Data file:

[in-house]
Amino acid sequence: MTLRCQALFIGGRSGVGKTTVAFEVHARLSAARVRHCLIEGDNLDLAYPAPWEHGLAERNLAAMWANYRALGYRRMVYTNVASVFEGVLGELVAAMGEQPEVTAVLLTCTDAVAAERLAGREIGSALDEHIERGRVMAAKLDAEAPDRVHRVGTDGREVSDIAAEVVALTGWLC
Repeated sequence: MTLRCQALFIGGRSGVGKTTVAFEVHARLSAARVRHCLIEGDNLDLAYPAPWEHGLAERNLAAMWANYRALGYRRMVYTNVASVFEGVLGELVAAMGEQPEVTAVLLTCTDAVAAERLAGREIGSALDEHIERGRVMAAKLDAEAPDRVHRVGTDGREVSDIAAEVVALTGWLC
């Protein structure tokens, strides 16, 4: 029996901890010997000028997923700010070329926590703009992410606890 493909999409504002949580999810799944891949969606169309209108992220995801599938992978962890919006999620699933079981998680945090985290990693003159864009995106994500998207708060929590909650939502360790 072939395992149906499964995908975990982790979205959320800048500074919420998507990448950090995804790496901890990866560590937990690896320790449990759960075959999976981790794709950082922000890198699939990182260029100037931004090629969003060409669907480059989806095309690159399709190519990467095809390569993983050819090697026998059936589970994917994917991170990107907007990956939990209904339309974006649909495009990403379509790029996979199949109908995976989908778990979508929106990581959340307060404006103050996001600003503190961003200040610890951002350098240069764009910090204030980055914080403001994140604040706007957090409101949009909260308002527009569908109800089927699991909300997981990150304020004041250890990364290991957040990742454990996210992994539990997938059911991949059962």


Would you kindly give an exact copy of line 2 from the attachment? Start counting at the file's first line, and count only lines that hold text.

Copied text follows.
Amino acid sequence: MTLRCQALFIGGRSGVGKTTVAFEVHARLSAARVRHCLIEGDNLDLAYPAPWEHGLAERNLAAMWANYRALGYRRMVYTNVASVFEGVLGELVAAMGEQPEVTAVLLTCTDAVAAERLAGREIGSALDEHIERGRVMAAKLDAEAPDRVHRVGTDGREVSDIAAEVVALTGWLC